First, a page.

Danger Room‘s Spencer Ackerman reports on the latest Pentagon happy-talk about the war in Afghanistan (“General: Taliban Suicide Bombings Show U.S. ‘Progress’,” Danger Room blog, 8 February 2012):
Here are some indications of U.S. success in the decade-long Afghanistan war: a recent rise in suicide attacks and homemade bombs.
Those were some unlikely examples Lt. Gen. Curtis Scaparrotti, the war’s day-to-day commander, cited to Pentagon reporters on Wednesday morning to support his claim that U.S. forces were making “steady progress throughout” Afghanistan. “We certainly have the momentum,” Scaparrotti said.
Except that the most recent United Nations report found that civilian casualties in Afghanistan are up eight percent — making 2011 the fifth consecutive year the war’s civilian death toll has risen, despite a U.S. strategy predicated on keeping Afghans safe from harm. The discrepancy between statistics like that and the sunny assessments made by officers like Scaparrotti prompted an Army lieutenant colonel who served two tours in Afghanistan, Daniel Davis, to blast his superiors for misleading the public in a recent Armed Forces Journal essay.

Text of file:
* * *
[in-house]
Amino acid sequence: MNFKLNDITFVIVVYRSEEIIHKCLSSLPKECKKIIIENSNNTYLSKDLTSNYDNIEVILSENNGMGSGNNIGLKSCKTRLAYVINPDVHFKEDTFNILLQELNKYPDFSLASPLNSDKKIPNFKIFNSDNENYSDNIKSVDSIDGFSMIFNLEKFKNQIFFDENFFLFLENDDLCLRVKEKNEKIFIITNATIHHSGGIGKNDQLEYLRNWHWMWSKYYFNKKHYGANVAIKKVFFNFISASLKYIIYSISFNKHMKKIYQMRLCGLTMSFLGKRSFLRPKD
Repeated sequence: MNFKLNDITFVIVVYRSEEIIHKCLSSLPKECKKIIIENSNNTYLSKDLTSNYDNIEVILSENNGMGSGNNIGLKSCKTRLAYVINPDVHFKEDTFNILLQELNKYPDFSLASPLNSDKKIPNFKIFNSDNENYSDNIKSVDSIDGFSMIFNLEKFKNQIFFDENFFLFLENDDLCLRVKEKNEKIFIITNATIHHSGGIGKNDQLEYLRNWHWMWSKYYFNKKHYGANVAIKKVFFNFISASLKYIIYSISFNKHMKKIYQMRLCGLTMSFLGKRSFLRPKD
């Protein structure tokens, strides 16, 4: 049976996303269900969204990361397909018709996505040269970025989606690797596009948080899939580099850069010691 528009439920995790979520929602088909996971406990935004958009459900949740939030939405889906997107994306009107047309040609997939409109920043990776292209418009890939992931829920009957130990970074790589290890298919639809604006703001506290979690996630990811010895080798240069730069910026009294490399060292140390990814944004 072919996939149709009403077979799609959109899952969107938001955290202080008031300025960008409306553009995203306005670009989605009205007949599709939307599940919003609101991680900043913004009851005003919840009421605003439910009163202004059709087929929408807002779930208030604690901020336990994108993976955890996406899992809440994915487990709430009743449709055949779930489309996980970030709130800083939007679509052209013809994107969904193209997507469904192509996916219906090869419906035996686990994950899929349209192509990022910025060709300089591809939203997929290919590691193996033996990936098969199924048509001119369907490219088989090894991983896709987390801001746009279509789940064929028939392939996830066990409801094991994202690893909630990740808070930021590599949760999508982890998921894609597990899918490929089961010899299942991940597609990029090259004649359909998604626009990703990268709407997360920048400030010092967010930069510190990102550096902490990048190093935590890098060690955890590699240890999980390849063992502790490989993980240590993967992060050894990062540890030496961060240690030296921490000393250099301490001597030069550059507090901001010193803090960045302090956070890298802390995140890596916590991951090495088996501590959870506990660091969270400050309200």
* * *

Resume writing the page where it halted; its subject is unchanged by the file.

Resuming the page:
Scaparrotti, who said he accepted the U.N.’s statistics, pointed out that the vast majority of Afghan civilians — 77 percent — die because of insurgent actions. When Danger Room asked if the increase in total civilian deaths indicated that the insurgents still have a free hand to attack, Scaparrotti replied, “I’d say it’s actually reduced. It’s pushed them into a certain [set of tactics] which isn’t ideal.”
Haven’t we heard all this stuff about “momentum” and “desperate tactics” before?